Ten years later the census questions were expanded to include the following: Particulars as to Marriage (which included – completed years the present marriage has lasted, children born alive to present marriage, total children born alive to this marriage, and children still living).   There were nine houses in this village, eight of them were inhabited in 1911. The house that was not inhabited was numbered household 9 and belonged to Lord Ardillaun.  There was a piggery belonging to this household.  There was no mention of the Peter and Mary Moran household, numbered household 7 in 1901, in this 1911 census.  There was a new household in this village called the Peter Coen household.   Everyone in this household was Roman Catholic.  There were 30 outhouses in this village.  There was a stable, six cow houses, four calf houses, nine piggeries, four fowl houses, three barns and three sheds.

 

House 1-Michael Killeen

Michael Killeen(60) resided in house 1, previously numbered house 8 in the 1901 census, with her sister.  Her sister was Margaret(34).  There was no mention of Mary in this 1911 census.  Michael was an agricultural labourer.  Michael could not read or write.  Margaret could read and write.  Both Michael and Margaret spoke Irish and English.  They were both born in Galway.  They lived in a 3rdclass house with two rooms.  They had a piggery and a fowl house.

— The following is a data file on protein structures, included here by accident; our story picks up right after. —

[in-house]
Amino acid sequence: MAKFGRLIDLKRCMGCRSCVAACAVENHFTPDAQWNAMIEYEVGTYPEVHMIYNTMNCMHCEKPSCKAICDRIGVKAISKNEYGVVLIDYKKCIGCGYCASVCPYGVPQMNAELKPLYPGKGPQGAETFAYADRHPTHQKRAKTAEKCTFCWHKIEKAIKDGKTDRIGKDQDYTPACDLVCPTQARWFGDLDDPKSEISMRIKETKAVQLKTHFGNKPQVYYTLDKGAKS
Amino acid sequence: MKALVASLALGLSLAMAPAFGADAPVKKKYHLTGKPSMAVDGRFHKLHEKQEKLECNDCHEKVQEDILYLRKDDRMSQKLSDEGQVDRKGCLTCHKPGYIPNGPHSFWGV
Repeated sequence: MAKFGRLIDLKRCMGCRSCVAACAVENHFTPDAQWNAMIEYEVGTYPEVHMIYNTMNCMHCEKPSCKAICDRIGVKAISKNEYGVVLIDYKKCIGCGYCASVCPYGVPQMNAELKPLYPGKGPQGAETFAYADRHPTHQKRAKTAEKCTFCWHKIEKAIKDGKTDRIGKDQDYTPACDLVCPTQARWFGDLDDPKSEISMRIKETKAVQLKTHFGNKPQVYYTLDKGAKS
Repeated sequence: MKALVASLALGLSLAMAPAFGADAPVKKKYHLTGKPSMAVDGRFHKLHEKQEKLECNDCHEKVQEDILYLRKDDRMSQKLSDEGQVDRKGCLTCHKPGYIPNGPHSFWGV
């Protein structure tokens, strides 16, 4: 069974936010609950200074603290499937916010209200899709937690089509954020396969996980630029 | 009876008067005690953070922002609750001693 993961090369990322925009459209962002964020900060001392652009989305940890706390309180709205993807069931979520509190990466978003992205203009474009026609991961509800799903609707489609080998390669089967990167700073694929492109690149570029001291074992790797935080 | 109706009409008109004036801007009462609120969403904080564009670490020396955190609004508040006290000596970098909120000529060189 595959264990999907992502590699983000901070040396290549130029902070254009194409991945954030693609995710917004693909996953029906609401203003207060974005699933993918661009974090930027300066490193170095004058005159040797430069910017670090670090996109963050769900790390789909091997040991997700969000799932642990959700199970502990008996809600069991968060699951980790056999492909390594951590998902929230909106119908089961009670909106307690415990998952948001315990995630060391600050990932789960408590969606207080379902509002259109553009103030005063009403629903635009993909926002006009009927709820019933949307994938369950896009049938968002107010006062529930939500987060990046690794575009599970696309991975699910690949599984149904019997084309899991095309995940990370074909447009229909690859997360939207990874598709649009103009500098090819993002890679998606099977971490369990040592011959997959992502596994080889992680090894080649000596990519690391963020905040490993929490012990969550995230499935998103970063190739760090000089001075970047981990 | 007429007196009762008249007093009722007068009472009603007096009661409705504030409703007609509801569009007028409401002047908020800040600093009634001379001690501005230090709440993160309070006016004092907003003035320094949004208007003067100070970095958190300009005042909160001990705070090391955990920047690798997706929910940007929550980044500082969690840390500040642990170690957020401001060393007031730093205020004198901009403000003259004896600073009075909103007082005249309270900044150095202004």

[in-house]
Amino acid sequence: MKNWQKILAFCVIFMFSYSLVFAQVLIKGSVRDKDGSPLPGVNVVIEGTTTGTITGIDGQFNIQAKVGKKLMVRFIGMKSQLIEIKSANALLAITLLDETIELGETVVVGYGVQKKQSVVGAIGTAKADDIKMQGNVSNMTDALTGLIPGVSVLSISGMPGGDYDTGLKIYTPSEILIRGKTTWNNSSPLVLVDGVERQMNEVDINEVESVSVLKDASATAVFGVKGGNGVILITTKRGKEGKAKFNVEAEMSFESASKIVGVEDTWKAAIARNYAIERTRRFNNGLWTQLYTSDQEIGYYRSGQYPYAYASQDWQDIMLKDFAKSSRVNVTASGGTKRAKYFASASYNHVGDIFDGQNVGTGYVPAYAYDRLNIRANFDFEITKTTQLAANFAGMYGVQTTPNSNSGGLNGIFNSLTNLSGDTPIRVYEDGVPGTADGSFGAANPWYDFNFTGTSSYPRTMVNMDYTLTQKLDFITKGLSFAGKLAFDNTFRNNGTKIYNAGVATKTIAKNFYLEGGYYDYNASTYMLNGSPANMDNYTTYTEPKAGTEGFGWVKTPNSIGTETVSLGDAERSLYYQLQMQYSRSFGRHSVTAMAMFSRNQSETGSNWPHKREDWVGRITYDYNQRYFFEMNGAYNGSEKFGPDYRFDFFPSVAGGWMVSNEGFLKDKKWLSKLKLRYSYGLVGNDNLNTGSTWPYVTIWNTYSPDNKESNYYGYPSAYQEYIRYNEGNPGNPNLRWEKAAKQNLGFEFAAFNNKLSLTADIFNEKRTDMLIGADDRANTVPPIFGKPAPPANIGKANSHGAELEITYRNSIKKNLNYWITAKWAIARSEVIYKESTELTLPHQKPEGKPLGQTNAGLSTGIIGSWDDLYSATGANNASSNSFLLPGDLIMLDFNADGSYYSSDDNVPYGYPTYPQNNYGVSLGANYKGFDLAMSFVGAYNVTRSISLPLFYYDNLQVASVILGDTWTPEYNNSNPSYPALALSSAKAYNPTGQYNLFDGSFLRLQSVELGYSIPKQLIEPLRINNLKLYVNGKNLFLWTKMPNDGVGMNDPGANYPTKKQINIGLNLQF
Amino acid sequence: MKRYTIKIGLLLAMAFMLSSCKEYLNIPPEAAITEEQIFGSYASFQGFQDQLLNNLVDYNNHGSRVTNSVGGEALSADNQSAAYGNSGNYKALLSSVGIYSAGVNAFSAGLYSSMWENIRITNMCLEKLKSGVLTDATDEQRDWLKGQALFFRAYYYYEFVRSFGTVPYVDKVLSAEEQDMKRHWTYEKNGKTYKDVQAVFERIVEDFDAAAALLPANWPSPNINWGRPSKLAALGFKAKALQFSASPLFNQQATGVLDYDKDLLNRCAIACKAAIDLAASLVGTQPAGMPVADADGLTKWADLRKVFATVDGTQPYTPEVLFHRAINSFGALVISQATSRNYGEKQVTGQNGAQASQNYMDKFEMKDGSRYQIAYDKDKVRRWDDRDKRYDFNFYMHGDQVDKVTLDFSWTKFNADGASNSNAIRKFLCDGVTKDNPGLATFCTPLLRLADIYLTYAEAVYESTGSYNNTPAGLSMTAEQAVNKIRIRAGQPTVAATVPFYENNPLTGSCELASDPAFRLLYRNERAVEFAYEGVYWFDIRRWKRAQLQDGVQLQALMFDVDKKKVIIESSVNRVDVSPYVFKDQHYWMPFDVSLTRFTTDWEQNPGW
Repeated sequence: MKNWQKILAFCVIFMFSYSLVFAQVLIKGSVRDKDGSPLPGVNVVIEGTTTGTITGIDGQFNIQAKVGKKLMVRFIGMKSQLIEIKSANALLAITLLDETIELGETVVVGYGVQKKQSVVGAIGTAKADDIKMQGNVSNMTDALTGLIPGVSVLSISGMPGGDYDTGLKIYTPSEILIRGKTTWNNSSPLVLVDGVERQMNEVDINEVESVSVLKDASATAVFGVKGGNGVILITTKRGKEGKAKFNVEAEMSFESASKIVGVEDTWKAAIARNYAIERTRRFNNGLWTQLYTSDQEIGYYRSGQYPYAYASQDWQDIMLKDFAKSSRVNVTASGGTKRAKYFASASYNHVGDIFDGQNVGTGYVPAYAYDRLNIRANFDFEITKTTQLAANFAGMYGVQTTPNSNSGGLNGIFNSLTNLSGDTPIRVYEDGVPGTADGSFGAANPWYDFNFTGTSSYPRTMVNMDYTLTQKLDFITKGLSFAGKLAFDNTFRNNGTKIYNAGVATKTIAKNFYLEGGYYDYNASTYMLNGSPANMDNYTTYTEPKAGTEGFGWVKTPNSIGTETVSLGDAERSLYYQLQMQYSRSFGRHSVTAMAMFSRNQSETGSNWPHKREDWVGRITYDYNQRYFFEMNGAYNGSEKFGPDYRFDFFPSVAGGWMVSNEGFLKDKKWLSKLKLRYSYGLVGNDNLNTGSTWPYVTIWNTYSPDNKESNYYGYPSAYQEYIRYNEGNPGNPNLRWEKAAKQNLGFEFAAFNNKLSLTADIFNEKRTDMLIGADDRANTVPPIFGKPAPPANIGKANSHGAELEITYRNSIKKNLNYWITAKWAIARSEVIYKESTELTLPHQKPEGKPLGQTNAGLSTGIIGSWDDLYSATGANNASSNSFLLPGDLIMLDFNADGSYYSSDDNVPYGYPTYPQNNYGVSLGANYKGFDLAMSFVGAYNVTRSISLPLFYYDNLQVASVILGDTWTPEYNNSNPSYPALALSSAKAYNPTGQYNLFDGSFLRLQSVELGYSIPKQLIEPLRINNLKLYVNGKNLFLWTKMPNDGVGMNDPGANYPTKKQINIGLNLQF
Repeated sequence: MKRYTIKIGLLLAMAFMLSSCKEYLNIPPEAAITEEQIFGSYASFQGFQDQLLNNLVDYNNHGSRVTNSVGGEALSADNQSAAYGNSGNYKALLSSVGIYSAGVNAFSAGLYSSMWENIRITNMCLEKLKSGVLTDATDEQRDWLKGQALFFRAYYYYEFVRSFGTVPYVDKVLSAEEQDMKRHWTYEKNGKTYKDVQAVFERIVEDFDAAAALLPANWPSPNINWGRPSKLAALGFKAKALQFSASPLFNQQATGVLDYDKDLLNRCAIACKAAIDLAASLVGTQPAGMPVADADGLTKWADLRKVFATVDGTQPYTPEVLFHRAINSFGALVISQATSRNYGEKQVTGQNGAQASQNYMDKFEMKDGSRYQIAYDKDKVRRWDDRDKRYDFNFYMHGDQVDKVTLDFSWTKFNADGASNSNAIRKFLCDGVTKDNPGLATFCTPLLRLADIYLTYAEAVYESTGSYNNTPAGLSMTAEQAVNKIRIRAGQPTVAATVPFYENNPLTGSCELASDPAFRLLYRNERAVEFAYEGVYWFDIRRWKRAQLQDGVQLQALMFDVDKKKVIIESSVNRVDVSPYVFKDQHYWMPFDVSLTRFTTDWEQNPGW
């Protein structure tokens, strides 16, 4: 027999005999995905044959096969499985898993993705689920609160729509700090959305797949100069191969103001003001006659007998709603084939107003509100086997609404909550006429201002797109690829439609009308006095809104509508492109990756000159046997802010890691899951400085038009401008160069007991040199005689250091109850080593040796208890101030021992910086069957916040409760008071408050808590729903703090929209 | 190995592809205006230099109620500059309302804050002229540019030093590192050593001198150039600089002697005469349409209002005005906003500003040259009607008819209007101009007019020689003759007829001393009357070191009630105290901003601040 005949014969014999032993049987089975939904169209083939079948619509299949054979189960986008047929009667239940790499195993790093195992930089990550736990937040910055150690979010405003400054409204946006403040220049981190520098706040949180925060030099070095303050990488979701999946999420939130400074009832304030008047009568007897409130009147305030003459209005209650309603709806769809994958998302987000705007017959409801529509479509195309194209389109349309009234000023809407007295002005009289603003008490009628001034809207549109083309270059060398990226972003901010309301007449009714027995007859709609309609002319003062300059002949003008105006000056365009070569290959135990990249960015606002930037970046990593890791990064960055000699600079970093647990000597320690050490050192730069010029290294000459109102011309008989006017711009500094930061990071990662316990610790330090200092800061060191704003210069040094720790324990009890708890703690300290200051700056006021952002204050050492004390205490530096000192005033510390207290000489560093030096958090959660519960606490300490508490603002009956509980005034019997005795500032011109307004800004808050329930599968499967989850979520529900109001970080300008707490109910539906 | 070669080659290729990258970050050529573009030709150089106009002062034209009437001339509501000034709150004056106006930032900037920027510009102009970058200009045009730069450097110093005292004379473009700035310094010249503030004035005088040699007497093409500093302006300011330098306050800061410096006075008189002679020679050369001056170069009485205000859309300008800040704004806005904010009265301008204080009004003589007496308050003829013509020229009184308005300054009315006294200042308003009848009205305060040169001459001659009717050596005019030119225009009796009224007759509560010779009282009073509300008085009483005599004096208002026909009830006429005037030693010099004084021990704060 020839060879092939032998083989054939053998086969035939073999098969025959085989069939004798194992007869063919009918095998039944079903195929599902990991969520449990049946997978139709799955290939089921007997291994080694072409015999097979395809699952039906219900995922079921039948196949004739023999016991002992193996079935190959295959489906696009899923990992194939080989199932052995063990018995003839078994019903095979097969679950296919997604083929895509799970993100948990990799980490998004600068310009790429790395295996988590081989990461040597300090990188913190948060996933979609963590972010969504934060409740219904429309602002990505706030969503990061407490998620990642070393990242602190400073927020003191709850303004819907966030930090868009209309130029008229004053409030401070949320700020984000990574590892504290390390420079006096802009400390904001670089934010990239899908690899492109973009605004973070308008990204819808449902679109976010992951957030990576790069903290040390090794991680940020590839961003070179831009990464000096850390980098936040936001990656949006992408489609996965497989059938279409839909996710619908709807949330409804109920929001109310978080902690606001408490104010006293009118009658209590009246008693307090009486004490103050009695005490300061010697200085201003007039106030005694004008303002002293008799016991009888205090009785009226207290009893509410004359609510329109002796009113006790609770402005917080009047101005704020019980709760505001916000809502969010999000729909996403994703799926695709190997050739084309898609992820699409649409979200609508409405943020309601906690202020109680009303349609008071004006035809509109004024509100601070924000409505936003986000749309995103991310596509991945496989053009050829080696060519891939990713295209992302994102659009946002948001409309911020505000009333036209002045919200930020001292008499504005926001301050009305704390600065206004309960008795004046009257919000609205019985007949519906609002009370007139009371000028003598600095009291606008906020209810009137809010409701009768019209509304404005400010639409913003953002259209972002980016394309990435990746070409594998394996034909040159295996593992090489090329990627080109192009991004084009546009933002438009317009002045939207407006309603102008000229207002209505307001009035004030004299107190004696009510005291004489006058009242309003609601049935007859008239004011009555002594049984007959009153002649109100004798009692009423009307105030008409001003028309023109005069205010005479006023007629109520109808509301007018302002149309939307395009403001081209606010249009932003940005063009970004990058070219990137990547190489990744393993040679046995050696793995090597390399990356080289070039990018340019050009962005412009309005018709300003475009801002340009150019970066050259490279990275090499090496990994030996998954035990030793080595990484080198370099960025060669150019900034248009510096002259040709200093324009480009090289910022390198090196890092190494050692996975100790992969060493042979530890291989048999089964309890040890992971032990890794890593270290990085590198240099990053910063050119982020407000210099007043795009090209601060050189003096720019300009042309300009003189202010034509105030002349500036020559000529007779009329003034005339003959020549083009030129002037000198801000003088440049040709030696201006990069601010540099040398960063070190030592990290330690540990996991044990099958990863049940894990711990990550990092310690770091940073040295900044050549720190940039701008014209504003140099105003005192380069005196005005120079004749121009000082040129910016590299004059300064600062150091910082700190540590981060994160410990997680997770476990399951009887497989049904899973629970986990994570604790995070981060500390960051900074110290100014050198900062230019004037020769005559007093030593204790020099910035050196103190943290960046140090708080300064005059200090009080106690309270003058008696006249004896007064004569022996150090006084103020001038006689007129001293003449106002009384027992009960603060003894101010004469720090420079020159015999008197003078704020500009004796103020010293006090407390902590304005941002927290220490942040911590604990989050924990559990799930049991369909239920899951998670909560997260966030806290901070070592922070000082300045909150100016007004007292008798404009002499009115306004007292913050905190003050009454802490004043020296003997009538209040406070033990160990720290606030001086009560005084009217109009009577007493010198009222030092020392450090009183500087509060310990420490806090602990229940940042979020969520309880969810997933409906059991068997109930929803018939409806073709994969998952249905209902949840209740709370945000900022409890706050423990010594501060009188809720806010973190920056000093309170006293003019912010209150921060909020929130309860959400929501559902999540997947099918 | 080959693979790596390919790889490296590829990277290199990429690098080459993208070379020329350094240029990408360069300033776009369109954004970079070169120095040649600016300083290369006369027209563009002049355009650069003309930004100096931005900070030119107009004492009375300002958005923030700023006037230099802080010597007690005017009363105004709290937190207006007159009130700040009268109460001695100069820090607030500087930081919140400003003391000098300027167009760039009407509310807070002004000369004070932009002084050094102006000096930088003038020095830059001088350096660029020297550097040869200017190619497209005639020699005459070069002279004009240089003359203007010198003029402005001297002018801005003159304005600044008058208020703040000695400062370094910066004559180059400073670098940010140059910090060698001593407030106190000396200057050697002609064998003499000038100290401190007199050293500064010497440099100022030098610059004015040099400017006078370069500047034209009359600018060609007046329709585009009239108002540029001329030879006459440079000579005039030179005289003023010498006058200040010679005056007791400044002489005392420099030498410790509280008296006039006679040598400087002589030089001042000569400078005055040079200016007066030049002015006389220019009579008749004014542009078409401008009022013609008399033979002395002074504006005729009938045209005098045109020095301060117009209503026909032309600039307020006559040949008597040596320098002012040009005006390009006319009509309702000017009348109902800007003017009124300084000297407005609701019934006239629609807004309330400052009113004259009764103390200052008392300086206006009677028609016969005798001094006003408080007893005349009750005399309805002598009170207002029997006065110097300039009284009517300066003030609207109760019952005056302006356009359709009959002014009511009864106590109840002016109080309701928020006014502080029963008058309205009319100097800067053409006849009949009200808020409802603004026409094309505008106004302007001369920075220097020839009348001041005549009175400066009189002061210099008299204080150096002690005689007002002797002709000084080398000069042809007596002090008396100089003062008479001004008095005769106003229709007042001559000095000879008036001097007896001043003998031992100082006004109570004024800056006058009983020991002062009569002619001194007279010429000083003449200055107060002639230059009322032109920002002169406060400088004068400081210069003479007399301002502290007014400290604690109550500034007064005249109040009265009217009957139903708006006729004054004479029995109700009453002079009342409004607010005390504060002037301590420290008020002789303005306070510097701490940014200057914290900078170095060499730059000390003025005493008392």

House 2-John Conroy

John Conroy (37) lived in house 2, previously numbered house 6.  John was a farm labourer.  John could not read or write.  He spoke Irish and English.  John was born in Galway.  They lived in a 3rdclass house with two rooms.  They had a piggery and a fowl house.

 

House 3-Peter Coen

Peter Coen (52) lived in house 3, this was a new household in 1911.  Peter was a farmer.  Peter could read and write.  Peter spoke Irish and English.  Peter was born in Galway.  He lived in a 2ndclass house with four rooms.  He had a cow house, a calf house, a piggery and a shed.

 

House 4- John and Bridget Collins

John (76) and Bridget (74) Collins lived in house 4, previously numbered house 5, with his son and daughter-in-law.  His son was Stephen(37) and his daughter-in-law was Catherine Collins(34). There was no mention of Patrick or Annie in this 1911 census.  John and Bridget were married for 53 years, had nine children and eight of them survived until 1911. Catherine and Stephen were married for less than a year and had no children.  John was a farmer.  Catherine could read and write, the rest of the household could not read or write. Everyone in this household spoke Irish and English.  Everyone in this household was born in Galway.  They lived in a 2ndclass house with three rooms.  They had a stable, a cow house, a piggery, a barn and a shed.

 

House 5-James and Mary Luskin(called Looskon in 1901)